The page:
June 20th 2015

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COVER STORY Is 'same-sex marriage' a square peg in a round hole?

CANBERRA OBSERVED Rudd, Gillard squabble over slim enough legacy

HUMAN RIGHTS Conscience may be free, but its exercise ... ?

SOCIETY Children of same-sex households have a say

EDITORIAL No need for alarm over new anti-terror laws

CHILD SEX ABUSE Cardinal Pell: the bishop the media love to hate

HISTORY The diverse character of Indonesian religion

FOREIGN AFFAIRS Greece and EU stare into abyss of debt, austerity

HISTORY World War II and the origins of American unease

NATIONAL AFFAIRS Joan Kirner's legacy: VCE, Emily's List and abortion

INTERNATIONAL AFFAIRS China's sandcastles give its neighbours the jitters

PUBLIC HEALTH Case for legalising cannabis up in smoke

CINEMA Dystopia gives way to a little hope: Tomorrowland

BOOK REVIEW Rumours of peace

BOOK REVIEW The banality of Eichmann

PAPAL ENCYCLICAL Pope Francis reminds us to care for our common home

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The diverse character of Indonesian religion

by Jeffry Babb

News Weekly, June 20, 2015

Indonesia is a nation of remarkable religious diversity, yet the constitution declares that everyone must worship one god. And everyone must belong to one of the six official religions: Islam, Catholicism, Protestantism, Hinduism, Buddhism or Confucianism. One cannot be an atheist or an agnostic or any other religion, though it is possible to leave the “religion” section on one’s identity card blank.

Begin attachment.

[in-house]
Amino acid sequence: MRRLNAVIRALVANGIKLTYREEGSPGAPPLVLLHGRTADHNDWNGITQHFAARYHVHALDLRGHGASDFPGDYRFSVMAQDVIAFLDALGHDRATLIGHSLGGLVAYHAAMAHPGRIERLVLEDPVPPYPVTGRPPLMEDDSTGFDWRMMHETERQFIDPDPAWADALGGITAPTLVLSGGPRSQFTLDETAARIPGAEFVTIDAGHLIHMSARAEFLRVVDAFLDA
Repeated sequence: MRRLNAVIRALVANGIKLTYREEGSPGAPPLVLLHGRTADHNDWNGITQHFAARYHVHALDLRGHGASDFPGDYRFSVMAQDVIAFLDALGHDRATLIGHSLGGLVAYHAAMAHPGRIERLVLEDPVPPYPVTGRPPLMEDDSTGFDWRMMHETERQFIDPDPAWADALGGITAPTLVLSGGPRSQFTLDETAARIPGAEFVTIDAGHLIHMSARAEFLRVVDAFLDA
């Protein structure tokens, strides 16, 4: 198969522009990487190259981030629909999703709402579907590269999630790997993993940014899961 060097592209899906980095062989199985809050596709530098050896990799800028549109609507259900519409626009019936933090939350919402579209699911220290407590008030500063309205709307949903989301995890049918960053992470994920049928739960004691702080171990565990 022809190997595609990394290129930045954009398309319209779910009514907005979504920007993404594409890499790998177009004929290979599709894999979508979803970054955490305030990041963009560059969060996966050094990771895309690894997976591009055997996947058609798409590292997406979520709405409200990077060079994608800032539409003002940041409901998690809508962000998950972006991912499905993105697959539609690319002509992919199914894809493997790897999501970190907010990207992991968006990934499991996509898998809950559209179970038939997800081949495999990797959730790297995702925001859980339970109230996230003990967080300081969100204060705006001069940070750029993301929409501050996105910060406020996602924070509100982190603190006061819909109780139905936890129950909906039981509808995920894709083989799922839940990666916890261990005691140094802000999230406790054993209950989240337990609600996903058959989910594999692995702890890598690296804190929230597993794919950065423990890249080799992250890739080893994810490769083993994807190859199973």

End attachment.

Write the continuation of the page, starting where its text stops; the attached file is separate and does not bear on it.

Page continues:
Two characters from the

wayang kulit, or shadow play.

Belief in one god is the first tenet of Pancasila, the document on which Indonesia governance is based. But whatever the constitution may require, Indonesians believe in hundreds of religions.

Behind the numbers

It is often said that Indonesia is the most populous Muslim nation in the world. According to the 2010 census,
87 per cent of Indonesians are Muslims, from a total population of 255 million. This is not strictly correct. One cannot be a declared atheist or agnostic. And most are nominal Muslims, who attend prayers at the mosque rarely, if at all.

When speaking of Indonesia, we must establish one fact first. The population of Indonesia is 255 million, making it the world’s fourth most populous nation. But within Indonesia, the island of Java accounts for 58 per cent of Indonesia’s total population, making it the most populous island in the world. The Javanese, properly so called, rule Indonesia. The policy of transmigrasi (internal migration), introduced by the Dutch, has spread people from Java throughout the Indonesian Archipelago.

The idea is to spread people from overpopulated areas to areas that are less crowded. The government of the Republic of Indonesia continued the policy. One can thus encounter people from Java with Javanese beliefs all over Indonesia’s outer islands.